Well, weeks after the historic summit between the United States and North Korea’s Kim Jong-un, in which the latter agreed to denuclearization, there are reports that the communist nation is developing new intercontinental ballistic missiles. Does this mean the peace process is dead? No, but it’s probably déjà vu to many who thought we could make progress with this country that has been a thorn in the side of American foreign policy (via WaPo):
U.S. spy agencies are seeing signs that North Korea is constructing new missiles at a factory that produced the country’s first intercontinental ballistic missiles capable of reaching the United States, according to officials familiar with the intelligence.
Newly obtained evidence, including satellite photos taken in recent weeks, indicates that work is underway on at least one and possibly two liquid-fueled ICBMs at a large research facility in Sanumdong, on the outskirts of Pyongyang, according to the officials, who spoke on the condition of anonymity to describe classified intelligence.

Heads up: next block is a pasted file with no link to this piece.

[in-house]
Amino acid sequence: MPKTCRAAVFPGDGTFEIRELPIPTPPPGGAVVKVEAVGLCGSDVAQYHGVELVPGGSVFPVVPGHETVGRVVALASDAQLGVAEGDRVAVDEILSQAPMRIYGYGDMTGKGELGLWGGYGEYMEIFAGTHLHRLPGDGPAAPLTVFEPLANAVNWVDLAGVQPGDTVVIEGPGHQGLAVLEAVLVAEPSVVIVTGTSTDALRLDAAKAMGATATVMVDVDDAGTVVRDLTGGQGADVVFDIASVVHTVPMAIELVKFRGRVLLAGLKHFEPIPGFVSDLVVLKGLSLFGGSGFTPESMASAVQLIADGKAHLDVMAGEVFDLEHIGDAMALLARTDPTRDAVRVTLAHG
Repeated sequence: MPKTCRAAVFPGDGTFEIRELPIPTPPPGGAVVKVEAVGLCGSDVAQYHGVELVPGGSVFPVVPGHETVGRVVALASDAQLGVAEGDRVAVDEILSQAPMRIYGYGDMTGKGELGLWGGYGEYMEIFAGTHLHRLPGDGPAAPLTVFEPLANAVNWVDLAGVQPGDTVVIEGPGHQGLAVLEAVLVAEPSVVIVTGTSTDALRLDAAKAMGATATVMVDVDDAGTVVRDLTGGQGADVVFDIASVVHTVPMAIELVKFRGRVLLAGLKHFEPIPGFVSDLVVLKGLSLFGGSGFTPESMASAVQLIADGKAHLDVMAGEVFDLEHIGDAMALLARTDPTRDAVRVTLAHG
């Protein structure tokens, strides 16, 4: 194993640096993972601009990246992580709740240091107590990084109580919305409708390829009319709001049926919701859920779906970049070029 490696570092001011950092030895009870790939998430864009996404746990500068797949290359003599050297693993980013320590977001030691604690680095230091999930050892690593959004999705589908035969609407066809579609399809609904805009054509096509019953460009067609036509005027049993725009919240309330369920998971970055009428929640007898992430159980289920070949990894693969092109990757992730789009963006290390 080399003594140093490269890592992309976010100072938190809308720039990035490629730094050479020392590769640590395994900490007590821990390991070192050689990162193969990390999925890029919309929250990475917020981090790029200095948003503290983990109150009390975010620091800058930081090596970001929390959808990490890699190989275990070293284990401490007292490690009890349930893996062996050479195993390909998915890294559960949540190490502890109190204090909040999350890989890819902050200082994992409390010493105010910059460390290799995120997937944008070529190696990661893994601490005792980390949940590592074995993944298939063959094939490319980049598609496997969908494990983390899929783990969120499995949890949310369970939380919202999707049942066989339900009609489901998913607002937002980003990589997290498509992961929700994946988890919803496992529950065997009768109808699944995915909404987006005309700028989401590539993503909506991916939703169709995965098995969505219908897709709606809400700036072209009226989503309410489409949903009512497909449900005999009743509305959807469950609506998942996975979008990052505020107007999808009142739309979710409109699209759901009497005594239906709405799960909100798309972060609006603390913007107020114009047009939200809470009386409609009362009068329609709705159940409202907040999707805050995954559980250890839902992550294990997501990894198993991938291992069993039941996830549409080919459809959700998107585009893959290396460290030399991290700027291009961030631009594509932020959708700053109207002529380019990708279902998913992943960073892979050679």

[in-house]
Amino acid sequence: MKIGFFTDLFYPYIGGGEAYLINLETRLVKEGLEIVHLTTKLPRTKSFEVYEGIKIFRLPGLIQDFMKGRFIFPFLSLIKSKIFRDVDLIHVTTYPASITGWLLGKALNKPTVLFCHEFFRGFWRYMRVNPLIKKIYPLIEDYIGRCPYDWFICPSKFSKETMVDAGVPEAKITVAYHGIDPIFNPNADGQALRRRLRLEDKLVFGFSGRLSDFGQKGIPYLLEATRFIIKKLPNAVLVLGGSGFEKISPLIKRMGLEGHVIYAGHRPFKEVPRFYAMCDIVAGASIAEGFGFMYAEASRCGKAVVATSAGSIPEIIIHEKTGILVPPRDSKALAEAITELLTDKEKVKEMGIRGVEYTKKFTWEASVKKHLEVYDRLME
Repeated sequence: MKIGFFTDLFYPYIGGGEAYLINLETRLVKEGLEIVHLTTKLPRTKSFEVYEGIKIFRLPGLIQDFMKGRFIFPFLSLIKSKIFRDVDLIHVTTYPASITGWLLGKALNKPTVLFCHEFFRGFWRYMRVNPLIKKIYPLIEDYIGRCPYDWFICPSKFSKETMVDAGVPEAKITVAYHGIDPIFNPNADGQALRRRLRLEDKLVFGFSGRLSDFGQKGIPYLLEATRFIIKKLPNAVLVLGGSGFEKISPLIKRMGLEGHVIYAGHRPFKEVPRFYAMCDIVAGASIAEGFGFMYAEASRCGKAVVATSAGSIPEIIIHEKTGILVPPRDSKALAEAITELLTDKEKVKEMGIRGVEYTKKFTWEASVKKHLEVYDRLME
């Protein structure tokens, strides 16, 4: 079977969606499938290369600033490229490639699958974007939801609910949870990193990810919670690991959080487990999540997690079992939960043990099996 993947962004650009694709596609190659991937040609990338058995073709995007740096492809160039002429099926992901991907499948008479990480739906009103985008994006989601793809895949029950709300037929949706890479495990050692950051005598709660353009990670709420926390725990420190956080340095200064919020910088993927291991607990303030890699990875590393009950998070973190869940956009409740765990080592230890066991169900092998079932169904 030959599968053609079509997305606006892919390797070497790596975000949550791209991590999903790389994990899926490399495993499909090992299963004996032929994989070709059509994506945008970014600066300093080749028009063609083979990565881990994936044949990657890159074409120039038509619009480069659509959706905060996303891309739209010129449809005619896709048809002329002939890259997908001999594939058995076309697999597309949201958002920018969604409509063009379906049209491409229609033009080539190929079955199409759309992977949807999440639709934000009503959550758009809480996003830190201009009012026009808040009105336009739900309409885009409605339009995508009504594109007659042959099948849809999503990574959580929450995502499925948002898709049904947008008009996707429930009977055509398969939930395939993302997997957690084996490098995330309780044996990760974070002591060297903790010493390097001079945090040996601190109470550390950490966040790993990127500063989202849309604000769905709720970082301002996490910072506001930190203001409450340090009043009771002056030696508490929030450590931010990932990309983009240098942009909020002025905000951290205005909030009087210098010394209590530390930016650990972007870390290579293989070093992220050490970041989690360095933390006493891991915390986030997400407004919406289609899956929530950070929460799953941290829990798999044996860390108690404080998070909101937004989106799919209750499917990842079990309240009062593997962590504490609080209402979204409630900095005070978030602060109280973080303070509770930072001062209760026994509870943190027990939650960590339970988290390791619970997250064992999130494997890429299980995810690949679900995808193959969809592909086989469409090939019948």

The findings are the latest to show ongoing activity inside North Korea’s nuclear and missile facilities at a time when the country’s leaders are engaged in arms talks with the United States. The new intelligence does not suggest an expansion of North Korea’s capabilities but shows that work on advanced weapons is continuing weeks after President Trump declared in a Twitter posting that Pyongyang was “no longer a Nuclear Threat.”
Take what you will from this. Patience was always necessary in dealing with this nation, or any closed society for that matter. There will be hiccups, but President Trump’s summit with North Korea was a positive step. At the same time, it’s a rather unfortunate turn of events, as North Korea has made many gestures of good faith. They recently returned the possible remains of U.S. soldiersfrom the Korean War. Before we pull the plug on everything, let’s see how the Trump administration handles this development.
Wow, North Korea didn't totally abolish its military the day after the summit? Astonishing. This calls for Intel Leaks presented in the most incendiary fashion possible, so as to undermine further diplomatic engagement. Thankfully our media is credulous enough to assist— Michael Tracey (@mtracey) July 31, 2018
Interesting how Intel Leaks designed to frustrate diplomacy get huge play in US media because they're seen to undercut Trump, while actual signs of diplomatic reconciliation go relatively unnoticed https://t.co/vOiXMRLD74— Michael Tracey (@mtracey) July 31, 2018